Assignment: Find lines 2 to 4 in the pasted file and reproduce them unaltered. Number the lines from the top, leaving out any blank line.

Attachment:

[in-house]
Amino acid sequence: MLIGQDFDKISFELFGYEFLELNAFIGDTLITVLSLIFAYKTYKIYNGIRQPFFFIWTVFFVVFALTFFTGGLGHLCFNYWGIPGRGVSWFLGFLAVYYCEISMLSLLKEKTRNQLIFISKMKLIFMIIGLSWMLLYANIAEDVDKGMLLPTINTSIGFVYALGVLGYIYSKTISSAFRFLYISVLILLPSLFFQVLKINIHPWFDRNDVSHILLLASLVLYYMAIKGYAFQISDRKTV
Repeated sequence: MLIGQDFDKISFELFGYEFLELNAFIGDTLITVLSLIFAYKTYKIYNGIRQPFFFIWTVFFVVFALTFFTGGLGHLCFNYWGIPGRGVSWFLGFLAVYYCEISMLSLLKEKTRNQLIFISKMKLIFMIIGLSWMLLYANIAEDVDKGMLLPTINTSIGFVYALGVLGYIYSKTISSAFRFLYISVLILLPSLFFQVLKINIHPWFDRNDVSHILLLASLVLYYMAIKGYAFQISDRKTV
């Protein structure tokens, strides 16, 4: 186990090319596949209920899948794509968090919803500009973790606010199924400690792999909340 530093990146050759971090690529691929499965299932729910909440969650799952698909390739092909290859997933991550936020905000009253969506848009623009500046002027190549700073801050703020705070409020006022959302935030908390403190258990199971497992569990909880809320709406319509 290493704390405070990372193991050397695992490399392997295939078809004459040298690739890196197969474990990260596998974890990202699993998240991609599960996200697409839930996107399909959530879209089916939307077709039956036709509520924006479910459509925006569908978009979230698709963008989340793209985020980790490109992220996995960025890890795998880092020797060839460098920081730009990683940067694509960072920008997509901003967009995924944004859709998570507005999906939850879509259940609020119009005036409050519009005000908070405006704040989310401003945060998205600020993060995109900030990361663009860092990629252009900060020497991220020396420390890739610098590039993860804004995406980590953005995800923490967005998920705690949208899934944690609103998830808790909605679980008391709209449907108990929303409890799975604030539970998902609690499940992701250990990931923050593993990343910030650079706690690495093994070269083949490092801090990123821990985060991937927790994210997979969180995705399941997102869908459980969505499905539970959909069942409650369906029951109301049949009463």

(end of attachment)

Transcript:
Amino acid sequence: MLIGQDFDKISFELFGYEFLELNAFIGDTLITVLSLIFAYKTYKIYNGIRQPFFFIWTVFFVVFALTFFTGGLGHLCFNYWGIPGRGVSWFLGFLAVYYCEISMLSLLKEKTRNQLIFISKMKLIFMIIGLSWMLLYANIAEDVDKGMLLPTINTSIGFVYALGVLGYIYSKTISSAFRFLYISVLILLPSLFFQVLKINIHPWFDRNDVSHILLLASLVLYYMAIKGYAFQISDRKTV
Repeated sequence: MLIGQDFDKISFELFGYEFLELNAFIGDTLITVLSLIFAYKTYKIYNGIRQPFFFIWTVFFVVFALTFFTGGLGHLCFNYWGIPGRGVSWFLGFLAVYYCEISMLSLLKEKTRNQLIFISKMKLIFMIIGLSWMLLYANIAEDVDKGMLLPTINTSIGFVYALGVLGYIYSKTISSAFRFLYISVLILLPSLFFQVLKINIHPWFDRNDVSHILLLASLVLYYMAIKGYAFQISDRKTV
């Protein structure tokens, strides 16, 4: 186990090319596949209920899948794509968090919803500009973790606010199924400690792999909340 530093990146050759971090690529691929499965299932729910909440969650799952698909390739092909290859997933991550936020905000009253969506848009623009500046002027190549700073801050703020705070409020006022959302935030908390403190258990199971497992569990909880809320709406319509 290493704390405070990372193991050397695992490399392997295939078809004459040298690739890196197969474990990260596998974890990202699993998240991609599960996200697409839930996107399909959530879209089916939307077709039956036709509520924006479910459509925006569908978009979230698709963008989340793209985020980790490109992220996995960025890890795998880092020797060839460098920081730009990683940067694509960072920008997509901003967009995924944004859709998570507005999906939850879509259940609020119009005036409050519009005000908070405006704040989310401003945060998205600020993060995109900030990361663009860092990629252009900060020497991220020396420390890739610098590039993860804004995406980590953005995800923490967005998920705690949208899934944690609103998830808790909605679980008391709209449907108990929303409890799975604030539970998902609690499940992701250990990931923050593993990343910030650079706690690495093994070269083949490092801090990123821990985060991937927790994210997979969180995705399941997102869908459980969505499905539970959909069942409650369906029951109301049949009463």